My journey as a first-generation immigrant

February 22, 2021

A timeline of major events in Avi’s life. (Alena Zhang (’23))

When I ponder upon the transitions I have undergone, each one, one of the most prominent memories that come to mind is how I struggled to determine which culture and society I belonged to. From my early childhood and attending my first days in a public school, this applied. This applied to a private school for one year, followed by four years in a public elementary school. This only continued for the next three years in a fairly small-scale, public middle school, and where I am today—a public high school from which the outside appears enormous and, yet, somehow undersized when tightly compacted with students charging through the halls before the bell rings.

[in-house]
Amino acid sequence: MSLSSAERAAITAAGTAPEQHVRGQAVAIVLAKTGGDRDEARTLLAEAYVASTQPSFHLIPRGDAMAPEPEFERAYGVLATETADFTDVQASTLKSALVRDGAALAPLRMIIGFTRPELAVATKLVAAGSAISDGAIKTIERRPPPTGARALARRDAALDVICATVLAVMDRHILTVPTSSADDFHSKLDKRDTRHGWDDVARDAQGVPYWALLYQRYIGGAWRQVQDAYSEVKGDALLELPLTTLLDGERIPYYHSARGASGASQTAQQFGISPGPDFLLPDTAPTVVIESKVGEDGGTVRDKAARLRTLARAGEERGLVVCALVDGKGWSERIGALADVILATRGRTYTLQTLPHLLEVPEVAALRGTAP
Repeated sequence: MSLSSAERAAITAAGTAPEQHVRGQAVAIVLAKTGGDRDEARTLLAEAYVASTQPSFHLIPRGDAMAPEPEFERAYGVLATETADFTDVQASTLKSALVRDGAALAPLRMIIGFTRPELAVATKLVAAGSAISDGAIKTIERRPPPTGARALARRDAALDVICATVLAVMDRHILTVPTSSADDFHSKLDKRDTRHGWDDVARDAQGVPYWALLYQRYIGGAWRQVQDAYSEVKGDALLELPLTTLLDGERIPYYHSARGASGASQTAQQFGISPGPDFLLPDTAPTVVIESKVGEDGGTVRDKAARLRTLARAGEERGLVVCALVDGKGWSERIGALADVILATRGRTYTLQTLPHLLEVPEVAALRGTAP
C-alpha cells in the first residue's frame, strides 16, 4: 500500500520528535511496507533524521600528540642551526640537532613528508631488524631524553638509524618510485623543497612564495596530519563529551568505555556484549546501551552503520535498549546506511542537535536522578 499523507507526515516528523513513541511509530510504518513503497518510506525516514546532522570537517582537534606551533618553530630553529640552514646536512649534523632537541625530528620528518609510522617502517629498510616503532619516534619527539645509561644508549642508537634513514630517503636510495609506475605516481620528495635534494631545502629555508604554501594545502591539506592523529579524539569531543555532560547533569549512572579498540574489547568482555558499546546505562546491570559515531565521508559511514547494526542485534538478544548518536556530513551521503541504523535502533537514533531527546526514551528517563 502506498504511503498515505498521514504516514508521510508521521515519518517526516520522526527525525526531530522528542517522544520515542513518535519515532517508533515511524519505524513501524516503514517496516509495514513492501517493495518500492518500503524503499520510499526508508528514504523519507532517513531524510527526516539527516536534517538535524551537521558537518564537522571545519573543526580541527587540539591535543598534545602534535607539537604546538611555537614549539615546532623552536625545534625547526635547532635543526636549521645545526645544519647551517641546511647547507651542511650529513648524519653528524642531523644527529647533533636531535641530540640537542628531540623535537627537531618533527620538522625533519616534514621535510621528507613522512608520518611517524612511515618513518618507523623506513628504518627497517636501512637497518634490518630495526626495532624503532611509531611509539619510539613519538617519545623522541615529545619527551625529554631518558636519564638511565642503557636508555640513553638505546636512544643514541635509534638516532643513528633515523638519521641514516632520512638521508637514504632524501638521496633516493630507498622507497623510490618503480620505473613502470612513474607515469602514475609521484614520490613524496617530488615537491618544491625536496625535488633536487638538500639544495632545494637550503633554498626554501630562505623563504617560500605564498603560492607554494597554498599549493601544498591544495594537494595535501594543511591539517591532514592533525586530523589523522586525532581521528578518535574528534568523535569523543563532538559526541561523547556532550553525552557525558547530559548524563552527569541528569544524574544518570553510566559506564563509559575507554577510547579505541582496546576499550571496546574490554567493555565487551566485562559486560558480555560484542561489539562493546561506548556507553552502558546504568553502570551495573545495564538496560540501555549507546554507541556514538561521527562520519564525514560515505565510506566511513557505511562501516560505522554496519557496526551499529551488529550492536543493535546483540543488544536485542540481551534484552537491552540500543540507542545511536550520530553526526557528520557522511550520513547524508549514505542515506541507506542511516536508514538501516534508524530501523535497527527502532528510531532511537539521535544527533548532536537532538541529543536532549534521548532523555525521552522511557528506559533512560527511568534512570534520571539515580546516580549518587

The difference between culture and society to me is that one remains constant while the other continuously evolves. How one defines “culture” and “society” may contrast with that of my own. Some people, such as myself, view culture as the one-term to summarize the tradition of food, heritage, language, customs, among more, into one term, while others think of culture as society itself—perhaps a community of people that share similar lifestyles, habits, and achievements of art, from music to human intellect. Both terms may be interchanged with one another. However, my definition of culture implies that parts of me, such as my ethnicity and values, will always be incorporated in how I present myself to those around me. On the other hand, society will never remain the same. With advancements in all aspects, from objects to philosophies, today will be different from yesterday, and tomorrow will be different from today. This is simply beyond human control. Although, as each day comes to an end, it is the responsibility of every individual and every community to decide amongst themselves what they believe is best for the future. Their creations change society, whether for the greater good or the worse.